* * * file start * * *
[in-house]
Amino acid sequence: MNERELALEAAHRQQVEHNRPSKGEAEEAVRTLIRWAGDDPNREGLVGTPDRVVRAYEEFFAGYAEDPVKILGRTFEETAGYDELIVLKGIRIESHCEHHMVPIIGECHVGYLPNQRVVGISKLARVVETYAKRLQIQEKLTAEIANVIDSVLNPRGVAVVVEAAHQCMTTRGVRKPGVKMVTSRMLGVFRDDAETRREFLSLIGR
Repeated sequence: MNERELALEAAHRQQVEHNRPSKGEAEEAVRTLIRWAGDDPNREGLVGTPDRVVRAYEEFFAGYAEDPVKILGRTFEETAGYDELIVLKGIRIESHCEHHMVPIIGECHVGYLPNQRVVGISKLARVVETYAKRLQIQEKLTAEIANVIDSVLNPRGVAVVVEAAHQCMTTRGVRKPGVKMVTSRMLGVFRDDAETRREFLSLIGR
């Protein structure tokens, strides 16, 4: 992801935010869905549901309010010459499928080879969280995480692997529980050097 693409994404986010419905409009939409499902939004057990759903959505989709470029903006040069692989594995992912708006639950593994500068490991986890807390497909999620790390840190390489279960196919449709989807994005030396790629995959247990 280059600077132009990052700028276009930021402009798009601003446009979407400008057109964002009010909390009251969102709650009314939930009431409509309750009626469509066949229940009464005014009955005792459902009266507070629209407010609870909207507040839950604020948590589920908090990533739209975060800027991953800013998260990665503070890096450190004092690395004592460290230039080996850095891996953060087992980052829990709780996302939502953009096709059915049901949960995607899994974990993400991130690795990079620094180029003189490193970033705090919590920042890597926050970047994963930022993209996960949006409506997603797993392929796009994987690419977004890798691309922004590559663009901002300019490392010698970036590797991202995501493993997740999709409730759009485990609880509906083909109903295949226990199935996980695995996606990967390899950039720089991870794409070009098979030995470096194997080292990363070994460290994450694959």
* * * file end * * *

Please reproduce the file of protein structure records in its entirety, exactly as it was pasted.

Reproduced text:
[in-house]
Amino acid sequence: MNERELALEAAHRQQVEHNRPSKGEAEEAVRTLIRWAGDDPNREGLVGTPDRVVRAYEEFFAGYAEDPVKILGRTFEETAGYDELIVLKGIRIESHCEHHMVPIIGECHVGYLPNQRVVGISKLARVVETYAKRLQIQEKLTAEIANVIDSVLNPRGVAVVVEAAHQCMTTRGVRKPGVKMVTSRMLGVFRDDAETRREFLSLIGR
Repeated sequence: MNERELALEAAHRQQVEHNRPSKGEAEEAVRTLIRWAGDDPNREGLVGTPDRVVRAYEEFFAGYAEDPVKILGRTFEETAGYDELIVLKGIRIESHCEHHMVPIIGECHVGYLPNQRVVGISKLARVVETYAKRLQIQEKLTAEIANVIDSVLNPRGVAVVVEAAHQCMTTRGVRKPGVKMVTSRMLGVFRDDAETRREFLSLIGR
């Protein structure tokens, strides 16, 4: 992801935010869905549901309010010459499928080879969280995480692997529980050097 693409994404986010419905409009939409499902939004057990759903959505989709470029903006040069692989594995992912708006639950593994500068490991986890807390497909999620790390840190390489279960196919449709989807994005030396790629995959247990 280059600077132009990052700028276009930021402009798009601003446009979407400008057109964002009010909390009251969102709650009314939930009431409509309750009626469509066949229940009464005014009955005792459902009266507070629209407010609870909207507040839950604020948590589920908090990533739209975060800027991953800013998260990665503070890096450190004092690395004592460290230039080996850095891996953060087992980052829990709780996302939502953009096709059915049901949960995607899994974990993400991130690795990079620094180029003189490193970033705090919590920042890597926050970047994963930022993209996960949006409506997603797993392929796009994987690419977004890798691309922004590559663009901002300019490392010698970036590797991202995501493993997740999709409730759009485990609880509906083909109903295949226990199935996980695995996606990967390899950039720089991870794409070009098979030995470096194997080292990363070994460290994450694959």